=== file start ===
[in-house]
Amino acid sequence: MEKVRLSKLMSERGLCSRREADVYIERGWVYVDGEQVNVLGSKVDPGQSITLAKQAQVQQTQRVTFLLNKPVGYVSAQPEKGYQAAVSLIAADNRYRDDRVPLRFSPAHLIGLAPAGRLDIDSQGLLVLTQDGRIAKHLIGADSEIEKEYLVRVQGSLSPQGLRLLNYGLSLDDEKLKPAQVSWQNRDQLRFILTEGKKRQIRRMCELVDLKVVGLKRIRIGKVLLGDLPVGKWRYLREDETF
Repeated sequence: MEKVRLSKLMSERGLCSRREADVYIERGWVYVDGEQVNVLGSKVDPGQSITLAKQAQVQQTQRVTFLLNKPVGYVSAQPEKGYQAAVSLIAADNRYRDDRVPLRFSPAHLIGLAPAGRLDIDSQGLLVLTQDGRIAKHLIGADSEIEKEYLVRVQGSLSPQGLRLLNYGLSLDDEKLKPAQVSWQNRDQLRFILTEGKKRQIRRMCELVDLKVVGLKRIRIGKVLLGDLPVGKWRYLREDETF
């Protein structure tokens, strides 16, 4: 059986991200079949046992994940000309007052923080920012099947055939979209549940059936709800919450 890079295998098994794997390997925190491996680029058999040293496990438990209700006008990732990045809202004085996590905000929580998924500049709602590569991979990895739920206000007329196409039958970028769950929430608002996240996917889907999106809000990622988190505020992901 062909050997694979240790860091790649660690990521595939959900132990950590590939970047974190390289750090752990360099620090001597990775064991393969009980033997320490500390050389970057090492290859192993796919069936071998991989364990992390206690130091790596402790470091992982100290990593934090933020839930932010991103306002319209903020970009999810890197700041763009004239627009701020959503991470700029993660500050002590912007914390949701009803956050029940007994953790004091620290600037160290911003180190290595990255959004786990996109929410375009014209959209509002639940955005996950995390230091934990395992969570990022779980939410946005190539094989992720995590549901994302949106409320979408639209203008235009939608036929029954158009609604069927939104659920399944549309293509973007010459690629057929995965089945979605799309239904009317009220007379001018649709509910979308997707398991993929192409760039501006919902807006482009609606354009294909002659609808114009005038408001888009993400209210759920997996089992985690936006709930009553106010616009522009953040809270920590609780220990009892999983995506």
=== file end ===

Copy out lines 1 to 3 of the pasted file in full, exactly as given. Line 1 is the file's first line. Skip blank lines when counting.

[in-house]
Amino acid sequence: MEKVRLSKLMSERGLCSRREADVYIERGWVYVDGEQVNVLGSKVDPGQSITLAKQAQVQQTQRVTFLLNKPVGYVSAQPEKGYQAAVSLIAADNRYRDDRVPLRFSPAHLIGLAPAGRLDIDSQGLLVLTQDGRIAKHLIGADSEIEKEYLVRVQGSLSPQGLRLLNYGLSLDDEKLKPAQVSWQNRDQLRFILTEGKKRQIRRMCELVDLKVVGLKRIRIGKVLLGDLPVGKWRYLREDETF
Repeated sequence: MEKVRLSKLMSERGLCSRREADVYIERGWVYVDGEQVNVLGSKVDPGQSITLAKQAQVQQTQRVTFLLNKPVGYVSAQPEKGYQAAVSLIAADNRYRDDRVPLRFSPAHLIGLAPAGRLDIDSQGLLVLTQDGRIAKHLIGADSEIEKEYLVRVQGSLSPQGLRLLNYGLSLDDEKLKPAQVSWQNRDQLRFILTEGKKRQIRRMCELVDLKVVGLKRIRIGKVLLGDLPVGKWRYLREDETF